Daniel L. Barber, Ph.D.
Chief, T-Lymphocyte Biology Unit, LPD
The T-Lymphocyte Biology Unit (TBU) performs research on the regulation of T-cell responses to chronic microbial infections, with the goal of developing methods to both enhance pathogen control and prevent immune mediated pathology.
Mycobacterium tuberculosis (Mtb) is an important human pathogen, as it infects 9.3 million people each year and leads to 1.3 million deaths. The success of Mtb as a pathogen is due to its ability to establish a lifelong pulmonary infection. T-helper cells are able to slow the growth of the bacilli and contain the infection for years, but little is known about the mechanisms controlling T-cell function during chronic Mtb infection.
The TBU has a major interest in the cell-surface inhibitory receptor PD-1. PD-1 is a co-inhibitory member of the CD28 family that plays a major role in attenuating CD4 and CD8 T-cell effector functions during chronic viral, bacterial, and fungal infections, as well as in cancer. Blockade of the PD-1 pathway has been shown to boost T-cell responses and enhance clearance of pathogens and tumors. However, inhibitory signals through PD-1 also play a major beneficial role in regulating autoreactive T-cells and sometimes are critical for preventing damaging immunopathology during infection.
Our recent work has shown that, in the case of Mtb infection, the absence of PD-1 causes CD4 T-cell responses to switch from host-protective to detrimental and actually drive fatal disease. This illustrates how not only the generation but also the appropriate negative regulation of T-cell responses is critical during Mtb infection. A major goal of the TBU is to characterize the mechanisms through which regulatory pathways, including PD-1, facilitate T-cell-dependent control or exacerbation of Mtb infection.
M. tuberculosis and M. avium are common causes of morbidity and mortality in HIV-infected patients due to the requirement for Th1 cells in control of mycobacterial infections, and antiretroviral therapy (ART) usually restores CD4 T-cell-dependent protective immunity. However, instead of the expected improvement in symptoms, HIV patients with co-infections sometimes experience a rapid deterioration, referred to as immune reconstitution inflammatory syndrome (IRIS), soon after initiating ART. IRIS has become a major problem in the clinical management of the HIV pandemic, and very little is understood about the mechanisms of pathology or factors determining the susceptibility to IRIS. We have developed a robust model of experimentally induced IRIS in M. avium-infected, T-cell-deficient mice. A major goal of the TBU will be to use this system to define the basic principles of IRIS, with the aim of generating hypotheses that can be tested in IRIS patients in collaboration with clinical investigators at NIH. Understanding CD4 T-cell repopulation of microbial -infected lymphopenic hosts may lead to novel therapeutic approaches that prevent IRIS and further decrease morbidity and mortality in HIV patients during ART.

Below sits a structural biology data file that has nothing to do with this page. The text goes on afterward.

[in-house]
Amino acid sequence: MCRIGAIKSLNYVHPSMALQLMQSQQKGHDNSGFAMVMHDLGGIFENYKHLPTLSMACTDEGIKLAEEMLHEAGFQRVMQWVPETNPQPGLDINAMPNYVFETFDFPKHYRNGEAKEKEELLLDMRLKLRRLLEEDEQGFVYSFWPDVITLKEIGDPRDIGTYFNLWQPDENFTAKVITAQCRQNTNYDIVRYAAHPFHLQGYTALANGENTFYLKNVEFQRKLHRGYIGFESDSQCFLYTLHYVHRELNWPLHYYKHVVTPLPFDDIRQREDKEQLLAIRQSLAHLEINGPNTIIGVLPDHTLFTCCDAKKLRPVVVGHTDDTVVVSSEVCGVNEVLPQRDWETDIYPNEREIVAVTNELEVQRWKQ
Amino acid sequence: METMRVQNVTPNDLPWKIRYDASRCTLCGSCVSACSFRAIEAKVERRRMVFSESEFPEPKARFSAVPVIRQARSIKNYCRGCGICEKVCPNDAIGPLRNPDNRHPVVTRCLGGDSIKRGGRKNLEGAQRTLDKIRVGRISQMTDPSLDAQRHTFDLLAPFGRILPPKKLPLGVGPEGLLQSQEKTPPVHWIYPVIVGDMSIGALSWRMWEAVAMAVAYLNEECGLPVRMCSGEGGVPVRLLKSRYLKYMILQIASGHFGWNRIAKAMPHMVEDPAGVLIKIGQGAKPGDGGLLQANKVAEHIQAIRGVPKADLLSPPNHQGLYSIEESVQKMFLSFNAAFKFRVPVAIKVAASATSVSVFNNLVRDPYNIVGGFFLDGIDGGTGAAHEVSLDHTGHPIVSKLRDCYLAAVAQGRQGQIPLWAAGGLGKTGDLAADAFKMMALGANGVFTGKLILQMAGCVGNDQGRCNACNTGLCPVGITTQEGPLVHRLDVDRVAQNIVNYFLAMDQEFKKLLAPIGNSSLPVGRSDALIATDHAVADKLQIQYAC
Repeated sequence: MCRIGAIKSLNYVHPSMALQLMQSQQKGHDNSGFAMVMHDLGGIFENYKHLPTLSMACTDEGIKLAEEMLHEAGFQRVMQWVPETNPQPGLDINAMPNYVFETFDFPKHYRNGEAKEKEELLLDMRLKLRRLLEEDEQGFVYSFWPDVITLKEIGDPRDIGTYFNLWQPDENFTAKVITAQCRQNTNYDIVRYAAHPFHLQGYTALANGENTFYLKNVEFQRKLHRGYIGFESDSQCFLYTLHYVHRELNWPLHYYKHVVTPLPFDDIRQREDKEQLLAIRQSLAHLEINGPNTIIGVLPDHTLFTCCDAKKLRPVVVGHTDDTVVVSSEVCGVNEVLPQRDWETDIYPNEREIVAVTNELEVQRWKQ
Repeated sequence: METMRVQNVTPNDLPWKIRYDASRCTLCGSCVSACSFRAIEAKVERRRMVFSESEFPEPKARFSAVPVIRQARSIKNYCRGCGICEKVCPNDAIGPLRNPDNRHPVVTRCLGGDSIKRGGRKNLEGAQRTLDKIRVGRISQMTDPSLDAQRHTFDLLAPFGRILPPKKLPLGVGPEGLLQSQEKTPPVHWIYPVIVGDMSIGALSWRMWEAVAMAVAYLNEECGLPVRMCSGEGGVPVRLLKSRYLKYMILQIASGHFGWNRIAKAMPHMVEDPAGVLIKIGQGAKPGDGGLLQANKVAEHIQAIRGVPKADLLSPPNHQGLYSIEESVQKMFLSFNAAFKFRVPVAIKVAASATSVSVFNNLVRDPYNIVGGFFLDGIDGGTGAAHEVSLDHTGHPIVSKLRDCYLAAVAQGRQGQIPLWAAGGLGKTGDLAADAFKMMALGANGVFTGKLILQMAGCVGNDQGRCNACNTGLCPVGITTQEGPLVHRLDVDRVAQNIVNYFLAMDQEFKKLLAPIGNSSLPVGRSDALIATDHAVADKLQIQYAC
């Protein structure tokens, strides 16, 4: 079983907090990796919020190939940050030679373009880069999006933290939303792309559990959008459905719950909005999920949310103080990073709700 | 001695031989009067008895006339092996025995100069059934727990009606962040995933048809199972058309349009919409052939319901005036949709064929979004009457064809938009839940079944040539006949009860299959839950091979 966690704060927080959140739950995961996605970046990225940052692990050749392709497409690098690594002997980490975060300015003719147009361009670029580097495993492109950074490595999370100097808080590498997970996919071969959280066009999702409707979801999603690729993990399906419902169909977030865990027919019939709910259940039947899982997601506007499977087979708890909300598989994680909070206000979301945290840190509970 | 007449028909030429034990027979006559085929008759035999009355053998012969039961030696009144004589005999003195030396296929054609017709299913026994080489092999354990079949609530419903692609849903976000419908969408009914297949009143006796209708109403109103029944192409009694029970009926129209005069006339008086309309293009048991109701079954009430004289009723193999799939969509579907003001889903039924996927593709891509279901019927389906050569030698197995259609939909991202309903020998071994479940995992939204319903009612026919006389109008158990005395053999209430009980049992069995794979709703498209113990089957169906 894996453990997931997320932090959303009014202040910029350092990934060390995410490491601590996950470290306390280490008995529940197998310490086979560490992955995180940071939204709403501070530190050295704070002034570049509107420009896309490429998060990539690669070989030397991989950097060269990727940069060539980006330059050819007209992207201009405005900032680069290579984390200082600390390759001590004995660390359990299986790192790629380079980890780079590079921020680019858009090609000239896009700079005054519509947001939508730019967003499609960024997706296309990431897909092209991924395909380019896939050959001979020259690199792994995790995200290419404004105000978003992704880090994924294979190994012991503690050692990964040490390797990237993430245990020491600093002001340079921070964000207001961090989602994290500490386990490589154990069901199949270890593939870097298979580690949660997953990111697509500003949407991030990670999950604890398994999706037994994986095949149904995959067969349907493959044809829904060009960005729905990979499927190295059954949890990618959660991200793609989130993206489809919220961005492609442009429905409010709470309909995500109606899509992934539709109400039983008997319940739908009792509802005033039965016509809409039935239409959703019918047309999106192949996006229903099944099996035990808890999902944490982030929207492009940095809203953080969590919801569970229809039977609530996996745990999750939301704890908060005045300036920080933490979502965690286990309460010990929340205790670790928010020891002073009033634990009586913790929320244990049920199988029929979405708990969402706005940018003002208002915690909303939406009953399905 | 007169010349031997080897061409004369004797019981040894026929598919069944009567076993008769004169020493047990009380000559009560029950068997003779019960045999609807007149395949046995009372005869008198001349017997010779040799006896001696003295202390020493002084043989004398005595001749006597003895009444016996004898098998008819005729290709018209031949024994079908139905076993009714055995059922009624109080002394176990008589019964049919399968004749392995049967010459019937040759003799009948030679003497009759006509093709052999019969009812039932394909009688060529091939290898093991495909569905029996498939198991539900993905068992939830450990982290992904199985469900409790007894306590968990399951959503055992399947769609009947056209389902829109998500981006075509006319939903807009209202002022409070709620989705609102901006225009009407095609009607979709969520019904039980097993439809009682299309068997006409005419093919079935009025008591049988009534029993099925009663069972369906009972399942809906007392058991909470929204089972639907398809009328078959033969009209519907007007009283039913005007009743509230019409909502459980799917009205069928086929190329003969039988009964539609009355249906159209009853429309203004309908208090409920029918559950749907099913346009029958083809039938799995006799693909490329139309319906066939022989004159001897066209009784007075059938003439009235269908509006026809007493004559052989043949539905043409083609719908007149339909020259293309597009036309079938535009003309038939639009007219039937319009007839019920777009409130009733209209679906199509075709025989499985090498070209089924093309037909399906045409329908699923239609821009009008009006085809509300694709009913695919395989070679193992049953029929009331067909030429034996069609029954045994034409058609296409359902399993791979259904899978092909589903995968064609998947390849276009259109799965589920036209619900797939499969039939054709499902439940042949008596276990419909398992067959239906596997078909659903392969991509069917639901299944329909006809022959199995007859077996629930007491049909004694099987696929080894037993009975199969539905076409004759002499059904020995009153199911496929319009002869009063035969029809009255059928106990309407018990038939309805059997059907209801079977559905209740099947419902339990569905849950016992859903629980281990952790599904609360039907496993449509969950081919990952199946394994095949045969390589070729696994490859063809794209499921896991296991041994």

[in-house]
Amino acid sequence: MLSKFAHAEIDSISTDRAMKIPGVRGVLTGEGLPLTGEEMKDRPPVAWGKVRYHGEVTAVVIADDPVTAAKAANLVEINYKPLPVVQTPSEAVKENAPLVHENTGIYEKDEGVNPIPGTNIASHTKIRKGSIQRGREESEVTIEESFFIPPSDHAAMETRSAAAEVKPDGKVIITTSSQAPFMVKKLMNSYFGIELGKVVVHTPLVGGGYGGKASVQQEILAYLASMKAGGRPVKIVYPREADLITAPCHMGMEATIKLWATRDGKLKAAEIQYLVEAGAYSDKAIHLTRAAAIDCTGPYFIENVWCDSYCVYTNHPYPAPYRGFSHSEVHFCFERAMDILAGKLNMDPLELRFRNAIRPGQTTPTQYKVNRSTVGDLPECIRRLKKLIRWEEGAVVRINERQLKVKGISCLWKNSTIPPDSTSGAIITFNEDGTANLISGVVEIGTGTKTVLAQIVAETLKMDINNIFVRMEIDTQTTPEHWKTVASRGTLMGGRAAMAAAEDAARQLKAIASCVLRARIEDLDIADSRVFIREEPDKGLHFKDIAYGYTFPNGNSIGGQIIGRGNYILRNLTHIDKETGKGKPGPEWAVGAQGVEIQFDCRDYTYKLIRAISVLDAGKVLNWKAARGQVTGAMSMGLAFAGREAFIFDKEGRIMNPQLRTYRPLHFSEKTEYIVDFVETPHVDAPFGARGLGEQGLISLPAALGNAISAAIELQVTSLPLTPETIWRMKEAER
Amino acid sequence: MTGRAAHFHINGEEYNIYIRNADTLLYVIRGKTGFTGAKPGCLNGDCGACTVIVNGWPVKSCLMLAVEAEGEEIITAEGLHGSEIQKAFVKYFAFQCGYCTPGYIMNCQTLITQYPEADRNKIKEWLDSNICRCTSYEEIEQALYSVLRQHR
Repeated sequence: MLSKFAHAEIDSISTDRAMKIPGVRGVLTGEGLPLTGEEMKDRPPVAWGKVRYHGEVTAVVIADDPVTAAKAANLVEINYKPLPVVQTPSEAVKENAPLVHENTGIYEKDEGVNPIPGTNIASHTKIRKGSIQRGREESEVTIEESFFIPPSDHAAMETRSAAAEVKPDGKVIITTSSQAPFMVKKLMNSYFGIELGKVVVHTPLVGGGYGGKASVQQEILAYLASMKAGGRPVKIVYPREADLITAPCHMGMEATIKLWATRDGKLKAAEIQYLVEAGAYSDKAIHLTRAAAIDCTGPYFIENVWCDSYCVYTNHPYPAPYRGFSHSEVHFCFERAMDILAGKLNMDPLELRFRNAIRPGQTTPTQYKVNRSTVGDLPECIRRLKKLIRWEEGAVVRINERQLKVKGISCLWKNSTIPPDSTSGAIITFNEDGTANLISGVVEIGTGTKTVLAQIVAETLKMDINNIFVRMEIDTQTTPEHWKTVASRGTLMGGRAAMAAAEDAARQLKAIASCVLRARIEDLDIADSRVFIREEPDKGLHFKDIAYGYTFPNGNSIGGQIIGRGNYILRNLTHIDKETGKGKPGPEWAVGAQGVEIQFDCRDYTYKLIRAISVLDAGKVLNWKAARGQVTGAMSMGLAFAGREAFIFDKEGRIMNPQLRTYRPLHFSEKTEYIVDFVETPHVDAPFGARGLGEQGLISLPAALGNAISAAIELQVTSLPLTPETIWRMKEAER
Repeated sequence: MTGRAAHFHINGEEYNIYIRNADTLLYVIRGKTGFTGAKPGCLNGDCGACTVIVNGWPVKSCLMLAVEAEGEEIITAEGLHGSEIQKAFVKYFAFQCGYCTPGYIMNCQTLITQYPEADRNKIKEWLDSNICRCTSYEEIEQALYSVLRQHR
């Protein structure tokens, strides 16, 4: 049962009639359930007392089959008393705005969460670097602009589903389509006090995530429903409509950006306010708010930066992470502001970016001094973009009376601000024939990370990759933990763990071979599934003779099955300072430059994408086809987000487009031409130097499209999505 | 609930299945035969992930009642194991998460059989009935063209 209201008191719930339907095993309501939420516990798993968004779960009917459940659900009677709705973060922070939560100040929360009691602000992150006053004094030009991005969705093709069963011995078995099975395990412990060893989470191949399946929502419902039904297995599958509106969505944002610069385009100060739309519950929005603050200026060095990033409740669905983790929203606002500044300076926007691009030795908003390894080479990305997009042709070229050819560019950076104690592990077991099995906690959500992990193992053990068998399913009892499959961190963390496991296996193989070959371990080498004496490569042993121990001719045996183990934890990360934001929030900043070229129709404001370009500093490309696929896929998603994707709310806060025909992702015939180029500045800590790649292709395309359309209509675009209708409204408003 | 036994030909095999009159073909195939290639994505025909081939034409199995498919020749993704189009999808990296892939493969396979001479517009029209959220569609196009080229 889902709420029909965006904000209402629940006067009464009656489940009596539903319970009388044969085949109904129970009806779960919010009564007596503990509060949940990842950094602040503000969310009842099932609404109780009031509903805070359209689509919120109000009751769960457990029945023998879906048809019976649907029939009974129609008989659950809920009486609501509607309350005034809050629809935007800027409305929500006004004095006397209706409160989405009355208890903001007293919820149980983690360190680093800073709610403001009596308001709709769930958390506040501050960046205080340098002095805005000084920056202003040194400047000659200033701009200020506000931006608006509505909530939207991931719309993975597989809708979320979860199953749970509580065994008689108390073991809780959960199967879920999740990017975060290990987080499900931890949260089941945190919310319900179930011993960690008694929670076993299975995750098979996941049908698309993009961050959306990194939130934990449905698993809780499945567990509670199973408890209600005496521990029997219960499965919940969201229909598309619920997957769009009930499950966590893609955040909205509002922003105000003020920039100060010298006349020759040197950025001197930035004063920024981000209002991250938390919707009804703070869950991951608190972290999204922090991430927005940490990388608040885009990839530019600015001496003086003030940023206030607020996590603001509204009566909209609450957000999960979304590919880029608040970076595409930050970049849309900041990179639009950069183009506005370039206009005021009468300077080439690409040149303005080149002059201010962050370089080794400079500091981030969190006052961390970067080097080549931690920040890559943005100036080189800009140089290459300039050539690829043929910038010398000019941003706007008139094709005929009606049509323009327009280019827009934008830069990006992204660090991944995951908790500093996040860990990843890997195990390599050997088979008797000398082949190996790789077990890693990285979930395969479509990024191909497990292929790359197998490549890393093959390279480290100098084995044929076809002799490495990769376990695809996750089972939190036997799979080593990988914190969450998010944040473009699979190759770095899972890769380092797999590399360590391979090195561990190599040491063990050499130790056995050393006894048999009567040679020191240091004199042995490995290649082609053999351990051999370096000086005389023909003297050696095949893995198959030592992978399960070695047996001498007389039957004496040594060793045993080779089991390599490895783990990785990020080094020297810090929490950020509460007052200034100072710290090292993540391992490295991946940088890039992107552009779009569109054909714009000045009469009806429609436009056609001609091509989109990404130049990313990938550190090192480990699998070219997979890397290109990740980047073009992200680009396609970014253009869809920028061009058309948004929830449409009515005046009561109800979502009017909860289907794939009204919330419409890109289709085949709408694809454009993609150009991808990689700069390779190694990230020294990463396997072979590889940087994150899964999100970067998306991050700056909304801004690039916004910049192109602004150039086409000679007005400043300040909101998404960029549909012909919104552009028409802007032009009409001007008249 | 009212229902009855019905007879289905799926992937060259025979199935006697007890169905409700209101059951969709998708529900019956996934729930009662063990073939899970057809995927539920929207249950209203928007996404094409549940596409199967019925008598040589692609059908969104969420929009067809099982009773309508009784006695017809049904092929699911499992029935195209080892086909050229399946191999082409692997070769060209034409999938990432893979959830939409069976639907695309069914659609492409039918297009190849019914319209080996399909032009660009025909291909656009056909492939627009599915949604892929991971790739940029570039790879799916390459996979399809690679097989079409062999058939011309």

Infection with the ubiquitous fungal pathogen Cryptococcus neoformans is another leading cause of death in AIDS patients. A related organism, Cryptococcus gattii, even has the ability to cause disease in otherwise healthy individuals. The only drug treatments for these infections cause serious side effects, and there is currently no vaccine to prevent cryptococcal infections. Another objective of TBU is to understand the determinants of host-protective immune responses against different Cryptococcus species.
Dr. Barber obtained his B.S from Rider University and his Ph.D from Emory University in the department of microbiology and immunology. In 2006, he joined the Laboratory of Parasitic Diseases as a postdoctoral fellow in the Immunobiology Section. In 2012, Dr. Barber was awarded a position as an Earl Stadtman Tenure-Track Investigator in the Laboratory of Parasitic Diseases.
Left to right: Dan Barber, Shusuke "Sake" Sakai, Cortez McBerry, Keith Kauffman
Last Updated June 11, 2013